That such proposals had only a slim chance of success during World War I never deterred Jane Addams.   “She felt,” her niece Marcet Haldeman later wrote, “that any gestures, any proposals of a pacific nature were infinitely more sensible than such mass murder.”

For more info or to order this new book, see The Approaching Storm‘s publisher’s page.

 

 

Thanks to the Ramapo College Foundation!

We would like to thank the Ramapo College Foundation for awarding the Jane Addams Papers a grant of $2,200 to support student work on the project in the 2021-2022 academic year.

These funds will support the salary of one of our excellent student workers, who process documents, transcribing the texts, creating metadata, and identifying the people, events, organizations and publications mentioned in them.

Ramapo College and the Ramapo College Foundation have been extremely generous to the project and their support has been critical to keeping our work on schedule.

We are still seeking funding to support additional student workers. If you can help, please donate to the project!

Me and Jane’s Books

Image courtesy of Prints and Photographs, Library of Congress, Washington, DC.

Jane Addams was an author with a fascinating and peculiar style. Her writing was all about her settlement work and social justice philosophy, but she had a delicate hand. She infused her philosophy with stories, weaving like lace her world view and ideas into the tapestry of the human drama and sometimes shocking socioeconomic realities she presented in her writing. I admire Jane Addams as a writer. In addition to publishing dozens of articles and pamphlets, she published eleven books in her lifetime. And it is my intention to own a first edition copy of every single one of them.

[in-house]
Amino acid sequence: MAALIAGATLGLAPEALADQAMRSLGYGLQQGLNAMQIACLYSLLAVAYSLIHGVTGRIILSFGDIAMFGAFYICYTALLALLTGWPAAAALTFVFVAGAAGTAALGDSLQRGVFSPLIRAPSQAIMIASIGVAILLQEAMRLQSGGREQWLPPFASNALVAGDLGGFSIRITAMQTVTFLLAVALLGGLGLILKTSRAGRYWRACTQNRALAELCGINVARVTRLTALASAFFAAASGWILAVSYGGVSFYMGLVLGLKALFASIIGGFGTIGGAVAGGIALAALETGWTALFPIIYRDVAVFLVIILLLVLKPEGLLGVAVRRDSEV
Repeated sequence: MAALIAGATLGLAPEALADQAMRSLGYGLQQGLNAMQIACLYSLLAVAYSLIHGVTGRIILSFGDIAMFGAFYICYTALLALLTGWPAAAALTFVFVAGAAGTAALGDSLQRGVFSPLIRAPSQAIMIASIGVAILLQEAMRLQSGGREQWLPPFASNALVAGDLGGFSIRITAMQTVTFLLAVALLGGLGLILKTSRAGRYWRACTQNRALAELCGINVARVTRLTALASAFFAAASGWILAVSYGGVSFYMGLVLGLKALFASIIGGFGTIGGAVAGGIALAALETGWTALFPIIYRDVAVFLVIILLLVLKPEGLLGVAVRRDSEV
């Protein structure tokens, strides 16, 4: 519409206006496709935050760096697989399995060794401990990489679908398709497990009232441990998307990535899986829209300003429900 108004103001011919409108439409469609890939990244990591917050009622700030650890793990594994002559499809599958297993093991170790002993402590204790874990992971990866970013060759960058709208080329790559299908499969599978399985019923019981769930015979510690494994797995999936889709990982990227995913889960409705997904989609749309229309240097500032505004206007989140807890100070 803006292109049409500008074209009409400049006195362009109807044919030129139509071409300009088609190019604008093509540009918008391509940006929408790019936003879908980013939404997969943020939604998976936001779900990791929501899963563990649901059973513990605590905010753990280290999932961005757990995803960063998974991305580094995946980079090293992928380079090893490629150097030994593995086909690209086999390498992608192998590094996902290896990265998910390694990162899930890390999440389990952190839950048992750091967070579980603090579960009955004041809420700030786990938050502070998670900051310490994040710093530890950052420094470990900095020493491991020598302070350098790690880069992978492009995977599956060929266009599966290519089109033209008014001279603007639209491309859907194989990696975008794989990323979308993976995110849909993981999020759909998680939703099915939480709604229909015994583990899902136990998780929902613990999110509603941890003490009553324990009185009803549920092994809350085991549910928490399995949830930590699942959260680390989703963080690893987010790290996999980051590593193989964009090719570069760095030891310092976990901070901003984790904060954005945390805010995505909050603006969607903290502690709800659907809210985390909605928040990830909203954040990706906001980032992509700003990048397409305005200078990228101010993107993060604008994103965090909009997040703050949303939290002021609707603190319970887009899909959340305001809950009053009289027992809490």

This is what I do. I embrace with wholeheartedness the historical subjects I study. I am no dispassionate historian, and I am always looking for tangible ways to connect with the past. As an editor, I always ground my analysis of history by the words on the pages of the historical documents with which I am so lucky to work. But I also know that weaving my historical enthusiasm into my scholarly writing, using threads from the connectedness I cultivate in my work, makes me a better historian. Perhaps, I, too, have a peculiar style.

Also like Jane Addams, I am a lover of books. My ever growing personal collection of 1,500-ish weighs heavy the bookcases in my modest 1919 bungalow. Like Jane Addams, I am an author, although my two books hold no candle to her eleven. Like Jane Addams, I also take great joy in owning, giving, and receiving books that matter to me. I appreciate Addams’s particular delight in collecting books associated with her friends and the people she admired. As Addams wrote the writer and editor Richard Watson Gilder in 1903: “The little book of Lincoln I knew very well but splendidly forgot that you had edited it. I need not say that I shall prize [it] more than before—which means a great deal.”

Having studied the papers of Jane Addams for four years now, I have come to see Jane Addams the woman as a distant friend. The project of collecting her books means a great deal to me. It feels a natural way to connect with her across the distance of the years between us. I am also drawn to Addams’s books because history has undervalued her contributions as an author. To most people who know of her, Jane Addams is Hull-House. She is a social worker and reformer. She is a campaigner for suffrage, for the short-lived Progressive Party, and for world peace. Indeed, all good and well deserved descriptions of her. Yet despite the fact that she published eleven books, she is rarely defined as an author, and with the exception of Twenty-Years at Hull-House, her books are not widely read or known today.